Fearless Girl has yet to move to her new home, but the good news is that she will reside somewhere near the New York Stock Exchange, permanently.
You remember her, of course, with her defiant fists on hips stance, staring down the Wall Street Charging Bull. Critics dismissed her bronze presence as a mere marketing ploy by State Street Global Advisors, the multibillion-dollar asset manager that commissioned the statue in celebration of International Women’s Day in the spring of 2017. The irony in the criticism was that Fearless Girl would have to fight for her place in the world.
Credit where it’s due: State Street, the third largest asset manager in the world, has stood firm in its belief that Fearless Girl is not only an artful but effective reminder of what’s still missing in corporate America. Corporate everywhere, actually.
We’ve been writing about the under-representation of women in power, on boards, in the C-suite for decades. The stereotypes. The unconscious biases. The sorry belief that with patience, with time, the injustice will organically be resolved. But no.
Last week State Street released its latest report card on the impact of the Fearless campaign. What’s notable is that the company didn’t just make a big splash at launch 18 months ago and dump the idea. Instead, there have been continued moves to strengthen the effort, and to broaden the tent.
Last November, the list of targetted jurisdictions was expanded from its initial focus of the U.S., U.K. and Australia to include Canada and Japan. So Canadian companies in which State Street has a position would be put on notice that the firm would vote against the chair of a company’s nominating committee if there were no female directors or candidates.
Now State Street has taken a significant next step: starting in 2021 State Street will vote against the entire slate of board members on targetted Canadian nominating committees if two conditions have not been met. One: having at least one woman on the board. And two: having engaged in “successful dialogue” with State Street’s gender diversity program for three consecutive years. The clock starts ticking now.
The company’s diversity program is an often overlooked part of the initiative. This isn’t just an auditing exercise, it’s rooted in such objectives as addressing behavioural biases in the nomination process and establishing long-term diversity goals.
Of course, measurement is a crucial piece of the puzzle. In its most recent report card, the tally of companies responding by adding a female director has risen to 300 from 152 at first report. Of the 300, 215 are U.S. companies. Here’s a significant number: the percentage of companies in the Russell 3000 Index with a female director has declined, as of last June, to 16 per cent from 24 per cent when this initiative started. It’s something.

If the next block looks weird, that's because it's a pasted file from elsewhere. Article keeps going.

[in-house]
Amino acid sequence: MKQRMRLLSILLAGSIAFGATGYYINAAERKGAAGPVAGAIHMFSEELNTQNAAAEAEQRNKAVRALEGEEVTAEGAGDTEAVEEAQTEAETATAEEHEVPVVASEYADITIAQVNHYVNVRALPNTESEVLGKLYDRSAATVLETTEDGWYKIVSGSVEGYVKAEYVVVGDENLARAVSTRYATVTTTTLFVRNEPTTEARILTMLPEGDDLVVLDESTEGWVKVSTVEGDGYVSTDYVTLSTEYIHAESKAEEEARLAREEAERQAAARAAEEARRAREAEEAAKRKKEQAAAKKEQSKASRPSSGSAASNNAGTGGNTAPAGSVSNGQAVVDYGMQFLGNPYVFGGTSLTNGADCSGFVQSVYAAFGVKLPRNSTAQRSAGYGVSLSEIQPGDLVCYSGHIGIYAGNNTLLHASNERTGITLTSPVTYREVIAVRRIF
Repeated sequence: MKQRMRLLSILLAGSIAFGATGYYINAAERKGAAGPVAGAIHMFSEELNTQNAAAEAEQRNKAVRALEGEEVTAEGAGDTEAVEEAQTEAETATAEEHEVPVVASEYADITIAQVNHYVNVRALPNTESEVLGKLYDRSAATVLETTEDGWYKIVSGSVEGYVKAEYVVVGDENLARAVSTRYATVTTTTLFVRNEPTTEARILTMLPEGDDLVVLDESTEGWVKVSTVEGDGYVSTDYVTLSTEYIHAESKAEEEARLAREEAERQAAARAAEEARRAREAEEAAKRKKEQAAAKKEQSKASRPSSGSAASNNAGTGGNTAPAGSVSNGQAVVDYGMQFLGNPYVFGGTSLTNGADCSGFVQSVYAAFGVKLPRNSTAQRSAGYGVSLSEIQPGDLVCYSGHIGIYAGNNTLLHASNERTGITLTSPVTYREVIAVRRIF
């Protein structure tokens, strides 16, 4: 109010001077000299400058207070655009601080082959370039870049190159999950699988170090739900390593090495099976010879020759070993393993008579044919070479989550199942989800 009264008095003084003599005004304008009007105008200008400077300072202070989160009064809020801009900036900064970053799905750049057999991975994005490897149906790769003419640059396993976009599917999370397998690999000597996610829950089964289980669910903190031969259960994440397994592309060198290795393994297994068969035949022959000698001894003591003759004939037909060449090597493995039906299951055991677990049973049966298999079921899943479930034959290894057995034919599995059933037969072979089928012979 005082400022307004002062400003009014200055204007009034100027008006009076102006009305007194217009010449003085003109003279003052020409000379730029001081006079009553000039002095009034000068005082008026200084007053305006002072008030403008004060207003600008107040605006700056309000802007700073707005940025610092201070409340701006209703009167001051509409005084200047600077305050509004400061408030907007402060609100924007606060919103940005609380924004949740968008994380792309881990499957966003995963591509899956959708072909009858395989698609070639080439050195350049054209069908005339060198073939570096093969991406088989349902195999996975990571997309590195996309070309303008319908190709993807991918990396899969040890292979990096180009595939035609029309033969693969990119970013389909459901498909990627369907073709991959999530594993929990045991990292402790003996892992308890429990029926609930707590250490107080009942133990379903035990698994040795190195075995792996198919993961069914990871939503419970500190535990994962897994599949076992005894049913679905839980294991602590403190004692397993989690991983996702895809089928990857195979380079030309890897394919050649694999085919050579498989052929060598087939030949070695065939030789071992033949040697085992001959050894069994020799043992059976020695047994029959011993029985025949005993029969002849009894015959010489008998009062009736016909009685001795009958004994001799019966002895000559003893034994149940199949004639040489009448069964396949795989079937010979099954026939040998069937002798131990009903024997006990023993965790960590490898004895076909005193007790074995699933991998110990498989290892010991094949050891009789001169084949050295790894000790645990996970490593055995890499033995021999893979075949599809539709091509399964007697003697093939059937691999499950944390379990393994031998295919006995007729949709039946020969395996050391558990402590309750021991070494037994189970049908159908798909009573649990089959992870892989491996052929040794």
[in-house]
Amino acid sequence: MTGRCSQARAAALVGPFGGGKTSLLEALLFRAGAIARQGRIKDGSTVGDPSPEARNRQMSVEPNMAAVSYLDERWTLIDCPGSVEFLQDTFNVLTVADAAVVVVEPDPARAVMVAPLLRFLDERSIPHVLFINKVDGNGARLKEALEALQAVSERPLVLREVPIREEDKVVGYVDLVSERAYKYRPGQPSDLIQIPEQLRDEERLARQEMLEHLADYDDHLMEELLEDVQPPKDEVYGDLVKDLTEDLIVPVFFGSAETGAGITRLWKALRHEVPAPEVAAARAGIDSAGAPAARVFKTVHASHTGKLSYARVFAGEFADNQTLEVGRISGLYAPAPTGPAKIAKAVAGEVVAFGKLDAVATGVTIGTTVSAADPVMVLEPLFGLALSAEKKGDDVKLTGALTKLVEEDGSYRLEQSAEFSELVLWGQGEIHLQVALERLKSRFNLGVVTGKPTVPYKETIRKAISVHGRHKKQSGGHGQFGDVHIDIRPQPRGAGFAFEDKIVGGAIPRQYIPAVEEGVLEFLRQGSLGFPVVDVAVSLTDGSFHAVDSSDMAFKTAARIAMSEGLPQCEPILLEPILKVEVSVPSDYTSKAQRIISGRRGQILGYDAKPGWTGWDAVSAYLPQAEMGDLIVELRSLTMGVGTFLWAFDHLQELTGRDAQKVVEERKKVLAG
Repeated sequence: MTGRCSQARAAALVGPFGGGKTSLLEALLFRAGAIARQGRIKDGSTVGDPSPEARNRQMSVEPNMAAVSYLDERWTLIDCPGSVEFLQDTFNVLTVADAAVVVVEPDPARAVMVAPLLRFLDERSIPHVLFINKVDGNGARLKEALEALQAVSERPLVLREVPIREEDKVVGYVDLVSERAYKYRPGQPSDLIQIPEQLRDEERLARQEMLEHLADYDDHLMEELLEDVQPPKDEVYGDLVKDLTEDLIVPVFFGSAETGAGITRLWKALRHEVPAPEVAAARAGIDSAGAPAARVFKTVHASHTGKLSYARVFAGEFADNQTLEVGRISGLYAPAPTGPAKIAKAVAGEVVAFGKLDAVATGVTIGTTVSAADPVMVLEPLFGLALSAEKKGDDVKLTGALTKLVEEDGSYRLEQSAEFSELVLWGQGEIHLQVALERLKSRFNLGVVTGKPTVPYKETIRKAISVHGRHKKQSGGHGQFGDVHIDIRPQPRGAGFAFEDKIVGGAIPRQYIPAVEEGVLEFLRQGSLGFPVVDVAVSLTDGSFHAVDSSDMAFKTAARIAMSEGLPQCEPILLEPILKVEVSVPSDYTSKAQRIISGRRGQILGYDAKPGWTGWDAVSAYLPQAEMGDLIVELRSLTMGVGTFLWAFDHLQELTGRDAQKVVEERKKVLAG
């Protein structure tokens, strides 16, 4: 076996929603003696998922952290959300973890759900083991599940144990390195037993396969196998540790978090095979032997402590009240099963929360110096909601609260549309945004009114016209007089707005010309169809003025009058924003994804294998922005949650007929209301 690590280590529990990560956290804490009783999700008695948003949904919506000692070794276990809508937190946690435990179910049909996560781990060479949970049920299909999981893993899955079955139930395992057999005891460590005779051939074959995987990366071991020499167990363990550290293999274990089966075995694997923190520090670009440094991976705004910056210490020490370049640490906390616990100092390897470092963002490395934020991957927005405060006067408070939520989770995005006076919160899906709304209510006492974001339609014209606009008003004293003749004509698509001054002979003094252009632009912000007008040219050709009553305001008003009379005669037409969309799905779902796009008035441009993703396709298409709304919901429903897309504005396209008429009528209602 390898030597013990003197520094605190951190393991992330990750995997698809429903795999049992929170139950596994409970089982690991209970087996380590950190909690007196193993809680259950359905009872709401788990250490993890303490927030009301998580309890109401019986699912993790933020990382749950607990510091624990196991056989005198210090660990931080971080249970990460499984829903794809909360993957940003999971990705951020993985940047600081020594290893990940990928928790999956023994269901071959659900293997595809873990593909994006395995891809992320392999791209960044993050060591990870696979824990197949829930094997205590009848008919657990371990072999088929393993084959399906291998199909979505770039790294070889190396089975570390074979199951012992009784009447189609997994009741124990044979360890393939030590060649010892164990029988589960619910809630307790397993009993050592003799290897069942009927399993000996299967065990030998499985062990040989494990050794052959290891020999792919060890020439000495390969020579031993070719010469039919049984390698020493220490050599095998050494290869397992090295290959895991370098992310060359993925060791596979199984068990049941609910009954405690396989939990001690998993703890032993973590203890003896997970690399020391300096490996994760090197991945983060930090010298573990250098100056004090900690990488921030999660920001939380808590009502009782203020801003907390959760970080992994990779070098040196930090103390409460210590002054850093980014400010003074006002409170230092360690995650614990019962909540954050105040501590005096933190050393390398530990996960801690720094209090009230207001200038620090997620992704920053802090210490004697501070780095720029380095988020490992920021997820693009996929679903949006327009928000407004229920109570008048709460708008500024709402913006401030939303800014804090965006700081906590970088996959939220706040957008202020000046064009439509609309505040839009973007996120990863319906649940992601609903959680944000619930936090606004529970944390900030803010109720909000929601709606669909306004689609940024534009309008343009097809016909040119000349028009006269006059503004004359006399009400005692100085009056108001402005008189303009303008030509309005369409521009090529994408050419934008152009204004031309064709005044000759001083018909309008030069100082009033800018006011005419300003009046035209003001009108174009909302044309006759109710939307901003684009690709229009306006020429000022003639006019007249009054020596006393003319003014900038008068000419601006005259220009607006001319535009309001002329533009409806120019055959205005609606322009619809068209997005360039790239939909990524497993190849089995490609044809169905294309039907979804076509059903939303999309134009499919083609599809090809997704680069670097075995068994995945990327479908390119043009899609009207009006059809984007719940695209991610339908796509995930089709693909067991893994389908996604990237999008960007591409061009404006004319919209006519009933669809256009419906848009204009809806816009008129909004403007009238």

State Street has been busy, voting against 581 companies in the first half of this year for failing to take action on board gender diversity. After Canada was added to the watch list, State Street chief operating officer Ron O’Hanley remarked on how “surprising” it was to view this country’s pitiful performance on gender, especially given its progressive reputation. O’Hanley is slated to become CEO of State Street Corp., parent company to the investment arm, by year’s end, so it’s a safe bet that diversity will remain a top priority.
Canada has budged, so that’s good news. Sixty-four Canadian companies are shamed for not having a single board member, or would be shamed if they were named individually, which they are not. But 23 per cent of identified businesses have added a woman director or have pledged to do so.
Yet I don’t see the need for champagne. The Canadian Securities Administrators released its own review last week and, sure, the representation of women has grown, but looking at its much broader data base we see that just 15 per cent of board seats overall are held by women. That’s a glacial 4-per-cent increase in four years. When the CSA finds that 218 issuers have no women on their board — zero, nada — we gird ourselves for the usual blather about junior mining companies, or oil and gas companies, or how hard it is to find knowledgeable women.
Here’s a number related to that point: the CSA did examine the 269 issuers that have adopted a policy enhancing the representation of women on board. Those boards are composed, on average, of 20 per cent women. Issuers with no such policy are composed, on average, of just 12 per cent women.
I’ll stop with the numbers now. Proxy advisory Glass Lewis has cited Fearless Girl as central to what it deems the “strategic upheaval” in the board gender diversity conversation. In February the mighty BlackRock Inc. flooded the in-boxes of top companies with a paucity of women in power. How was it that board diversity was so lacking when it is board diversity that aids strategic decision making, BlackRock wanted to know. BlackRock has set its baseline expectation at two women directors per board. There’s lots of institutional investor action on this file.
As for Fearless Girl, she still awaits notification of her final address. As with the generation of young women inspired by her, she wouldn’t be bullied into submission.
Jennifer Wells is a business columnist based in Toronto. Reach her on email: firstname.lastname@example.org